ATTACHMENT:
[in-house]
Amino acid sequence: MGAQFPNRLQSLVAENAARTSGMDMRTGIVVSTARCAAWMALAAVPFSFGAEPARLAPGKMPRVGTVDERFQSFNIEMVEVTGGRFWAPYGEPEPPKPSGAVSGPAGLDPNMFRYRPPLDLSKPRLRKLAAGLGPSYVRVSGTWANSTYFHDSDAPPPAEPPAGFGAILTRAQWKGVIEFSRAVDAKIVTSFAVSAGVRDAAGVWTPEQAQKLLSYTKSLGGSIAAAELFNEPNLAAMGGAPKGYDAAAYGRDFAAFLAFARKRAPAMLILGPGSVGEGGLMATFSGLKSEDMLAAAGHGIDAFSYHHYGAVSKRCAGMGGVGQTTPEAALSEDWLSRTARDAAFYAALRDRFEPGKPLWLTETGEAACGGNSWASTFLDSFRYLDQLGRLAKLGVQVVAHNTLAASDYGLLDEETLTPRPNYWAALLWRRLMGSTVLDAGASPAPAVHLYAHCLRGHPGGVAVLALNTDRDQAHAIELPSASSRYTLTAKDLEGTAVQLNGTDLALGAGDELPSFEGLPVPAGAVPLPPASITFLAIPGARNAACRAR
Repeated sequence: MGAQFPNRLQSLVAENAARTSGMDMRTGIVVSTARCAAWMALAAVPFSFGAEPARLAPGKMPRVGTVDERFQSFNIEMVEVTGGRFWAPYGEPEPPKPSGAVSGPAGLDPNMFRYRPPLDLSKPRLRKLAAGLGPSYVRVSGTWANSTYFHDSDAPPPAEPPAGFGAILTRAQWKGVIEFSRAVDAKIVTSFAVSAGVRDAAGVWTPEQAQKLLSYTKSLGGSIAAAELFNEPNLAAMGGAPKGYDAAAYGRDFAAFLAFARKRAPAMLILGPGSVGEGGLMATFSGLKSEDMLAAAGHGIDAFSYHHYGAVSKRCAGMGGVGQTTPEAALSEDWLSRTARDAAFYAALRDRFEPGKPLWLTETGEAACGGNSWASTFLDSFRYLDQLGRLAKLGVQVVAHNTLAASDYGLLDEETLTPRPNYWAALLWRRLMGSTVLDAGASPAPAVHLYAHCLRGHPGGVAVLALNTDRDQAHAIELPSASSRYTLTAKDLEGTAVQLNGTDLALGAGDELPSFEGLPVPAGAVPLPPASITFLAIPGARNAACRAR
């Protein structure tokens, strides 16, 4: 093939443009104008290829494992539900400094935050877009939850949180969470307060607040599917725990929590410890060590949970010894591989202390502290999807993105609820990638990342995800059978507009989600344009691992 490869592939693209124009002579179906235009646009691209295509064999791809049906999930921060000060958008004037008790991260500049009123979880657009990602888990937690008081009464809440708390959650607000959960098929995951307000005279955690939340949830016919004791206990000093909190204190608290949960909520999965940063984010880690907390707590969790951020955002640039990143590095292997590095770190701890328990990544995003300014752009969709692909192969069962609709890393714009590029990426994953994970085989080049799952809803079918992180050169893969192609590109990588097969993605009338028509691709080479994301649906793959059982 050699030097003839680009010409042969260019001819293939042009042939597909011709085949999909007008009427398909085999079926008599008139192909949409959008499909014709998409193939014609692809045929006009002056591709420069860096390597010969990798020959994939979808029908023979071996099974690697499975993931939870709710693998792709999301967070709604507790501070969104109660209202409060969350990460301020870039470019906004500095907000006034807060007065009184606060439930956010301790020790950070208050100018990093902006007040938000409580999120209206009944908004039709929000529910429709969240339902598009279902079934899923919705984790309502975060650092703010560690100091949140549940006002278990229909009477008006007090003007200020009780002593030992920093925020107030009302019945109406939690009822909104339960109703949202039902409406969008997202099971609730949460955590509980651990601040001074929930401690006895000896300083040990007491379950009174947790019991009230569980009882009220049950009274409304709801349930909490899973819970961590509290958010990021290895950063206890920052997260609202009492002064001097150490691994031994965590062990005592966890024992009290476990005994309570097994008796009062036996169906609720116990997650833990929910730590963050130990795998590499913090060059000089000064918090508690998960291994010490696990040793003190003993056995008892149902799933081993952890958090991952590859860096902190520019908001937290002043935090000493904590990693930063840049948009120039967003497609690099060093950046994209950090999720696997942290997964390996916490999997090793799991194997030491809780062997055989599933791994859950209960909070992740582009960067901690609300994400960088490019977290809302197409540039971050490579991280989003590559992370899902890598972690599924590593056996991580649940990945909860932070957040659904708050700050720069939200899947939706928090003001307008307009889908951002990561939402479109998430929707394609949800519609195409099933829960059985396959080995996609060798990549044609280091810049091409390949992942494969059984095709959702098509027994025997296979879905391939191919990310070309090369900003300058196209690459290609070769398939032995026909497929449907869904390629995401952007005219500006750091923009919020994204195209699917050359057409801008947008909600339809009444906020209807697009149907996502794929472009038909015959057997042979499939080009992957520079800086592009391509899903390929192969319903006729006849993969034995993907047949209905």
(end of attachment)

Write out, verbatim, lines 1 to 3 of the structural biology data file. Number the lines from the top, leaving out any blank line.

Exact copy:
[in-house]
Amino acid sequence: MGAQFPNRLQSLVAENAARTSGMDMRTGIVVSTARCAAWMALAAVPFSFGAEPARLAPGKMPRVGTVDERFQSFNIEMVEVTGGRFWAPYGEPEPPKPSGAVSGPAGLDPNMFRYRPPLDLSKPRLRKLAAGLGPSYVRVSGTWANSTYFHDSDAPPPAEPPAGFGAILTRAQWKGVIEFSRAVDAKIVTSFAVSAGVRDAAGVWTPEQAQKLLSYTKSLGGSIAAAELFNEPNLAAMGGAPKGYDAAAYGRDFAAFLAFARKRAPAMLILGPGSVGEGGLMATFSGLKSEDMLAAAGHGIDAFSYHHYGAVSKRCAGMGGVGQTTPEAALSEDWLSRTARDAAFYAALRDRFEPGKPLWLTETGEAACGGNSWASTFLDSFRYLDQLGRLAKLGVQVVAHNTLAASDYGLLDEETLTPRPNYWAALLWRRLMGSTVLDAGASPAPAVHLYAHCLRGHPGGVAVLALNTDRDQAHAIELPSASSRYTLTAKDLEGTAVQLNGTDLALGAGDELPSFEGLPVPAGAVPLPPASITFLAIPGARNAACRAR
Repeated sequence: MGAQFPNRLQSLVAENAARTSGMDMRTGIVVSTARCAAWMALAAVPFSFGAEPARLAPGKMPRVGTVDERFQSFNIEMVEVTGGRFWAPYGEPEPPKPSGAVSGPAGLDPNMFRYRPPLDLSKPRLRKLAAGLGPSYVRVSGTWANSTYFHDSDAPPPAEPPAGFGAILTRAQWKGVIEFSRAVDAKIVTSFAVSAGVRDAAGVWTPEQAQKLLSYTKSLGGSIAAAELFNEPNLAAMGGAPKGYDAAAYGRDFAAFLAFARKRAPAMLILGPGSVGEGGLMATFSGLKSEDMLAAAGHGIDAFSYHHYGAVSKRCAGMGGVGQTTPEAALSEDWLSRTARDAAFYAALRDRFEPGKPLWLTETGEAACGGNSWASTFLDSFRYLDQLGRLAKLGVQVVAHNTLAASDYGLLDEETLTPRPNYWAALLWRRLMGSTVLDAGASPAPAVHLYAHCLRGHPGGVAVLALNTDRDQAHAIELPSASSRYTLTAKDLEGTAVQLNGTDLALGAGDELPSFEGLPVPAGAVPLPPASITFLAIPGARNAACRAR